I found this breakdown of the “religious right” and “religious left” in politics from NPR pretty interesting. Basically, you don’t hear much about the religious left because the left is more diverse and is harder to organize into some kind of political movement. Individuals are often motivated by their faith in their political priorities, but there are A) fewer voters whose religion plays a significant role on the left, and B) they are more diverse in opinion, making it hard to categorize them as a movement.
Even the coverage of the Christian Right is partly just inertia at this point. It’s easier for reporters only loosely familiar with religion to have a unified block they can talk about. But as this election has shown, it’s hardly a unified block anymore, and quite a few prominent conservative evangelicals have denounced Trump (not enough, in my opinion, but the division is there).
I also suspect, as I think I said in a post a few months back, there is less interest in the Christian Left to form a cohesive political voting block because that necessarily requires a kind of reduction of the issues. The success of the Christian Right (it could be argued) as a political block was their simplification of a broad conservative Christian message into “no abortion” and no “gay rights.” That really did a disservice to conservative Christianity, often hurting their ability to be a force for good on other issues and allowing politicians rather than faith to direct their efforts.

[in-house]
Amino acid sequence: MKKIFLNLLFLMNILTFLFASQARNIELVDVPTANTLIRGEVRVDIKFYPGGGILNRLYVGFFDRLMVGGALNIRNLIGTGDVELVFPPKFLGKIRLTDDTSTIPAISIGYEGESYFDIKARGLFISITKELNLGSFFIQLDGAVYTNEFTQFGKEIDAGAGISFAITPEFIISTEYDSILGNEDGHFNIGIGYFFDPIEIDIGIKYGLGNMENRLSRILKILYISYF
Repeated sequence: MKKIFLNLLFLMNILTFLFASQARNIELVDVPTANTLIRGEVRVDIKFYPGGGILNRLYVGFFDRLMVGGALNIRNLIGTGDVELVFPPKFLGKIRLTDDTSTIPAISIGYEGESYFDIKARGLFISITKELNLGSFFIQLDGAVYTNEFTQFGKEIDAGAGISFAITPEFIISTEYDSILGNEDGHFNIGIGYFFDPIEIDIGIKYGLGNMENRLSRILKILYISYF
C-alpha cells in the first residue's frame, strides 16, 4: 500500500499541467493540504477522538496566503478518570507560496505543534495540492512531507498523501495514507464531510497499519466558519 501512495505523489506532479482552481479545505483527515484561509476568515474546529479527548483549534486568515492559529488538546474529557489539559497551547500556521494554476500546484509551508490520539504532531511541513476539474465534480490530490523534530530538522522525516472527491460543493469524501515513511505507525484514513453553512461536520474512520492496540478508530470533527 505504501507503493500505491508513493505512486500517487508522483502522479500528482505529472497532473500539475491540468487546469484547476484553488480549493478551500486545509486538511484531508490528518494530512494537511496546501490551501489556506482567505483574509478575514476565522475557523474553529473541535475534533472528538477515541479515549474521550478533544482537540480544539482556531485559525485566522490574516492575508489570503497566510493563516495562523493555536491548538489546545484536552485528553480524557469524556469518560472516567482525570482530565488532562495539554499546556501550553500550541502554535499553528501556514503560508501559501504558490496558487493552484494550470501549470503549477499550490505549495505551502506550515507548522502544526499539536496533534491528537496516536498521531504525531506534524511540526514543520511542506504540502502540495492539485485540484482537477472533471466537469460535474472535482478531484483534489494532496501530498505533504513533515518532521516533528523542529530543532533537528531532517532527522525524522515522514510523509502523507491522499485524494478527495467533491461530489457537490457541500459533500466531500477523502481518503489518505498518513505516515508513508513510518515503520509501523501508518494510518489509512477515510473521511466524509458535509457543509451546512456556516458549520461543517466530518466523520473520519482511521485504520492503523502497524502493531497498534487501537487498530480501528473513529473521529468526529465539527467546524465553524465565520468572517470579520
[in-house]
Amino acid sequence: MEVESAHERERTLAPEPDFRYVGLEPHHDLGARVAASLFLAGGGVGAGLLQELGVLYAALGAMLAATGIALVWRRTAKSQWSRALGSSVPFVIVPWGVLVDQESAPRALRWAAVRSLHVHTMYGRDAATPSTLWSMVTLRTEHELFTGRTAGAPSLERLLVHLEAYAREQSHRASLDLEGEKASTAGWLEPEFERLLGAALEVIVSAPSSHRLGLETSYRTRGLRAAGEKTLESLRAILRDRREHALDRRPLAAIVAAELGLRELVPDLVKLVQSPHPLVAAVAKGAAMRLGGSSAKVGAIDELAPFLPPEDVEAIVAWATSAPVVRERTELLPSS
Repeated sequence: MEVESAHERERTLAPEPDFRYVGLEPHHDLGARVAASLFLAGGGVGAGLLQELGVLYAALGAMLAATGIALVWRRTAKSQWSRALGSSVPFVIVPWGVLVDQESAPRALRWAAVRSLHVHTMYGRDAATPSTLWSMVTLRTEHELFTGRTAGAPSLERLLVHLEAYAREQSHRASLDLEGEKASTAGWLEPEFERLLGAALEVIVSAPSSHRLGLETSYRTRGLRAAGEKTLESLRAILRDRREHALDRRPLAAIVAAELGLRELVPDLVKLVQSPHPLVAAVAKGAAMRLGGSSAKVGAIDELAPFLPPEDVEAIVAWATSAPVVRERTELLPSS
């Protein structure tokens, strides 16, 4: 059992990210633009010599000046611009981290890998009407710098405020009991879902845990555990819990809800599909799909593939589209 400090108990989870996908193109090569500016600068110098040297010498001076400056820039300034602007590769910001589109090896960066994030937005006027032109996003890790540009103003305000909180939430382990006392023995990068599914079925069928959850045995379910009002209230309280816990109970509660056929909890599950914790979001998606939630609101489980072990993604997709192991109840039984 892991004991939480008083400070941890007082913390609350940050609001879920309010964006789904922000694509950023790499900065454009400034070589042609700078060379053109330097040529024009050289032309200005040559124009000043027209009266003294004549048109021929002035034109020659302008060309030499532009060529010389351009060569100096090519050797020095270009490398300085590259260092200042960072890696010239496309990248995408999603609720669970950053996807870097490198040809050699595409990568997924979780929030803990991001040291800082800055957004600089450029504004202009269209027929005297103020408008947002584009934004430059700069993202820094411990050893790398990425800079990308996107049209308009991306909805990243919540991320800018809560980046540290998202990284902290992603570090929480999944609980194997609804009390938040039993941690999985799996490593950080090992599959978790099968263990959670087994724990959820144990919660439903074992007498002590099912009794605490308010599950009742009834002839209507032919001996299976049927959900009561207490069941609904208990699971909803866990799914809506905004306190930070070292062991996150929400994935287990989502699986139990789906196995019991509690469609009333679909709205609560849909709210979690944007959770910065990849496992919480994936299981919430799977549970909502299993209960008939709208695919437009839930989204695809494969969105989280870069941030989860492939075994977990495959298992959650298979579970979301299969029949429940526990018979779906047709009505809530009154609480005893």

Politics is important but it can be such a poison. Outrage and “speaking out” through voting or just on social media makes you feel like you are championing what you see as the public good. I think the danger can be (on the left or right) that it can siphon away your energy for doing what is definitely and obviously right: living in loving community: giving aid and comfort to the poor, the stranger, the broken who live near you all year long and not just on election day.
Anyway, I didn’t mean to go on quite so long. Short version: while I want to continue to see Christians motivated by their faith to support candidates who will fight to end poverty and treat all people with the respect and dignity that they deserve as children of God, I would hate to see a Christian Left that mirrored the Christian Right. Because I think despite all the animosity and vitriol of the Culture Wars of the last few decades, the story of the political Christian Right is a deeply sad one.